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Shocking Yet Normal? China's 2023 GDP Growth Is -4.9% or -9.5%

Practically no one is surprised that China's actual GDP fell short of official numbers in 2023. How short? Government data reveal the economy's true condition.



China's National Bureau of Statistics holds a press conference on January 17, 2024. In Beijing (©Kyodo)

Chinese Premier Li Qiang spoiled the announcement of China's 2023 Gross Domestic Product (GDP) growth at the World Economic Forum in Davos. Catching up quickly, the Chinese National Bureau of Statistics announced the same figure, 5.2% on the following day. However, using China's own official data, and an "expenditure method," we came to an astonishing result: instead of 5.2% growth, China's 2023 GDP fell by 4.9% or even 9.5%! 

Step by step, the following is how this result was derived. 

Calculating GDP by 'Production Method' vs 'Expenditure Method'

First of all, it should be noted that there are different ways of calculating GDP. 

The Chinese Communist Party (CCP) adopts the so-called "production method." That means the method of first calculating the total output of each national economic sector separately. Then the intermediate consumption of each sector is deducted. And finally, the added value of the output of all the sectors is summed up.

On the other hand, the United States and major Western economies mainly adopt the "expenditure method." This method adds up consumer spending, investment, government expenditure, and net exports.

'Keqiang Index' 

As to the credibility of CCP's GDP figures, even former Chinese Premier Li Keqiang himself didn't believe them. That is why he proposed three indicators. Namely, electricity consumption, rail freight volume, and bank loan disbursement. Those, he thought, should be used to measure the economic situation. This is how the so-called "Keqiang Index" came about.

Members of the press attend a press conference announcing China's National Bureau of Statistics' preliminary GDP figures for 2023. On January 17 in Beijing. (©Kyodo)

Working out China's GDP

Since the CCP's official data is not reliable, we can try to calculate China's GDP by using the "expenditure method." This involves adding up consumer spending, investment, government expenditure, and net exports.

These data, the trade surplus formed by goods + services, can be found directly on the official websites of the CCP's General Administration of Customs and the Administration of Foreign Exchange.

The "fixed asset investment data" is released by the CCP's National Bureau of Statistics every month. It is not very different from capital formation, so we can use this data as it is available.

Trade Surplus

A Chinese economist named Lao Man has collected China's trade surplus and fixed asset investment data from 2008 to the present. And using those, I have compiled the following table in English based on his figures. 

From this table, we can see that China's trade surplus has changed a lot. Between 2016 and 2018, there was a continuous and substantial decrease, followed by a recovery in growth.

In 2023 there was a decrease in the scale of goods exports and a recovery in the outbound travel of Chinese people. Therefore, the surplus once again experienced a significant year-on-year decline, with a decrease of 19.34%.

Fixed Asset Investment

China's fixed asset investment reached an all-time peak of ¥63.56 trillion RMB ($8.86 trillion USD) in 2018. It has been in contraction mode ever since. In 2023, it was ¥50.3 trillion RMB ($7.01 trillion USD), with a year-on-year (YoY) contraction of about 12%.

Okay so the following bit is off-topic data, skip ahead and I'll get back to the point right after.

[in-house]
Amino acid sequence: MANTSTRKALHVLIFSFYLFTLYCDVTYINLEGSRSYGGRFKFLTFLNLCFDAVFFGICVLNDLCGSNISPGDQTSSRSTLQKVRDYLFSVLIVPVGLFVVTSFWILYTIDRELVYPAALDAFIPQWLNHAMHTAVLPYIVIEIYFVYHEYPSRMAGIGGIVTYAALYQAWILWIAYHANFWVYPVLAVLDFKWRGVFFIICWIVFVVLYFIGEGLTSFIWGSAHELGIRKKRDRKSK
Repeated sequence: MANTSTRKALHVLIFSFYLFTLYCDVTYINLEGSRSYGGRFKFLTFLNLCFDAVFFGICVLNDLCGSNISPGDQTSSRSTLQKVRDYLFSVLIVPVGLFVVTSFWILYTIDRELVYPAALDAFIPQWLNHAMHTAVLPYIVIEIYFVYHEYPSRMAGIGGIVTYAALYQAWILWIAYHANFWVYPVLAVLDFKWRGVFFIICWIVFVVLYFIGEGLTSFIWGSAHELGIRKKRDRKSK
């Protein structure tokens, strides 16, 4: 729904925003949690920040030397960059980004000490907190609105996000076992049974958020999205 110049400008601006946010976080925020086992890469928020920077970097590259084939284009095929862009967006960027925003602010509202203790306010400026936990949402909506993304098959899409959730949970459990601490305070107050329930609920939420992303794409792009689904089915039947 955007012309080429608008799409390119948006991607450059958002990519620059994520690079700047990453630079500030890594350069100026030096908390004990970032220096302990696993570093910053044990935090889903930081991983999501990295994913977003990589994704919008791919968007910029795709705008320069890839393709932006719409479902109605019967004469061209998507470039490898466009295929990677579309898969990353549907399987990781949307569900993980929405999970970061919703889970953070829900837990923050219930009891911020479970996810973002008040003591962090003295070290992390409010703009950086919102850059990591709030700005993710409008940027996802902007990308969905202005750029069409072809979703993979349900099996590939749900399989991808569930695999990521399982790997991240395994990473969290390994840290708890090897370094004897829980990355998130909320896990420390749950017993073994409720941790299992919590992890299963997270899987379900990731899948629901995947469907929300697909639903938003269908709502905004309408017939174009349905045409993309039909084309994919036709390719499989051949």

However, the CCP's National Bureau of Statistics has announced a positive 3.0% increase in fixed investment for 2023.

I have checked this data and it is indeed ¥57.2138 trillion RMB ($7.98 trillion USD) in 2022 and ¥50.3036 trillion ($7.01 trillion USD) in 2023. Therefore, there is a 2% decrease in investments in 2023 compared to 2022. Why the CCP's National Bureau of Statistics would get it wrong is beyond me.


Let's come back to the above table. It shows the size of fixed asset investment in 2023 has regressed to the level of 2014. 

Furthermore, it shows that Chinese people's enthusiasm for investment has dropped dramatically. There is only one reason for this. More and more Chinese people have seen that although the CCP has shouted a lot of slogans to save the Chinese economy, the hand on people's necks has never been relaxed. 

On the contrary, it has increased its strength. People are almost suffocated.  

That is to say, people can't see any sign of economic improvement, so why should they invest?

Consumption Expenditure

Now let's look at the consumption data. 

In theory, consumption consists of two parts: private consumption and government consumption.

However, Chinese government consumption is not based on market-oriented principles. It's more characterized by power and money transactions.


In other words, Chinese government spending can be defined as insider trading, related transactions, or even under-the-table transactions. It involves shadowy deals, rather than genuine market transactions.

For this reason, when calculating the actual GDP, Lao Man chose not to include government consumption in it. 

As to private consumption, Lao Man chose to use the total population data and official "per capita consumer spending" data to work it out. 

China's per capita consumer spending includes all aspects of people's expenditures, such as clothing, food, housing, transportation, education, healthcare, communication, etc. Therefore, to calculate this way is reasonable.

These are the figures for private consumption from 2008 to 2023.

In terms of consumption growth, it was 1.8% in 2022 and 9.0% in 2023.

This increase is easy to understand. In 2023, after the CCP lifted its harsh "Zero COVID" lockdowns, people traveled more. Therefore, consumption increased over 2022 levels.